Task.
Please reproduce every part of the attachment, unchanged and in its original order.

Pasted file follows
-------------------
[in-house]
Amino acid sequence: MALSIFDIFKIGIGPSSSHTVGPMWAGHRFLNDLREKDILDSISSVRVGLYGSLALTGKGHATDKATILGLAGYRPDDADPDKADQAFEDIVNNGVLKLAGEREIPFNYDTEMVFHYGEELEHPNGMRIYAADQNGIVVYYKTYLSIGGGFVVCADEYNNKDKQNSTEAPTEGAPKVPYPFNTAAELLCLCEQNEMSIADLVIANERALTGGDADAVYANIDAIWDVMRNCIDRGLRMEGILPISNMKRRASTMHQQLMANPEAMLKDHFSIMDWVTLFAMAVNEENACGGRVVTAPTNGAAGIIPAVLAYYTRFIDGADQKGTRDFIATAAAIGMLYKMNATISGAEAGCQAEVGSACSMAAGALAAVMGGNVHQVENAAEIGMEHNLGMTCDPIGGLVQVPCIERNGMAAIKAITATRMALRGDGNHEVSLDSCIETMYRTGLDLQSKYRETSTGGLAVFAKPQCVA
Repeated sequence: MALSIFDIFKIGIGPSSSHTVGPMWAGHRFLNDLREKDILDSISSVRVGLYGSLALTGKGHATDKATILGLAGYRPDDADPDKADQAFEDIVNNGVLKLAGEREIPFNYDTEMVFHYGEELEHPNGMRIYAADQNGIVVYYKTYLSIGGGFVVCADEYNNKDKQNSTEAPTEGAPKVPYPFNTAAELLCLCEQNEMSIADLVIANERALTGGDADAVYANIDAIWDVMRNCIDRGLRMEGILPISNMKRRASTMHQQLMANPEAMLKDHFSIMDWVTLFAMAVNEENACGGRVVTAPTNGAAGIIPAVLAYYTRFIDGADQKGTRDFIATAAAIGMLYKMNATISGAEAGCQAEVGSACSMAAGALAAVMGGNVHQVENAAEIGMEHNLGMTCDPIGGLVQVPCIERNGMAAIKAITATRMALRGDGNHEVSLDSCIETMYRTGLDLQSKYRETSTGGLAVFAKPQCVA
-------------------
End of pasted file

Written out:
[in-house]
Amino acid sequence: MALSIFDIFKIGIGPSSSHTVGPMWAGHRFLNDLREKDILDSISSVRVGLYGSLALTGKGHATDKATILGLAGYRPDDADPDKADQAFEDIVNNGVLKLAGEREIPFNYDTEMVFHYGEELEHPNGMRIYAADQNGIVVYYKTYLSIGGGFVVCADEYNNKDKQNSTEAPTEGAPKVPYPFNTAAELLCLCEQNEMSIADLVIANERALTGGDADAVYANIDAIWDVMRNCIDRGLRMEGILPISNMKRRASTMHQQLMANPEAMLKDHFSIMDWVTLFAMAVNEENACGGRVVTAPTNGAAGIIPAVLAYYTRFIDGADQKGTRDFIATAAAIGMLYKMNATISGAEAGCQAEVGSACSMAAGALAAVMGGNVHQVENAAEIGMEHNLGMTCDPIGGLVQVPCIERNGMAAIKAITATRMALRGDGNHEVSLDSCIETMYRTGLDLQSKYRETSTGGLAVFAKPQCVA
Repeated sequence: MALSIFDIFKIGIGPSSSHTVGPMWAGHRFLNDLREKDILDSISSVRVGLYGSLALTGKGHATDKATILGLAGYRPDDADPDKADQAFEDIVNNGVLKLAGEREIPFNYDTEMVFHYGEELEHPNGMRIYAADQNGIVVYYKTYLSIGGGFVVCADEYNNKDKQNSTEAPTEGAPKVPYPFNTAAELLCLCEQNEMSIADLVIANERALTGGDADAVYANIDAIWDVMRNCIDRGLRMEGILPISNMKRRASTMHQQLMANPEAMLKDHFSIMDWVTLFAMAVNEENACGGRVVTAPTNGAAGIIPAVLAYYTRFIDGADQKGTRDFIATAAAIGMLYKMNATISGAEAGCQAEVGSACSMAAGALAAVMGGNVHQVENAAEIGMEHNLGMTCDPIGGLVQVPCIERNGMAAIKAITATRMALRGDGNHEVSLDSCIETMYRTGLDLQSKYRETSTGGLAVFAKPQCVA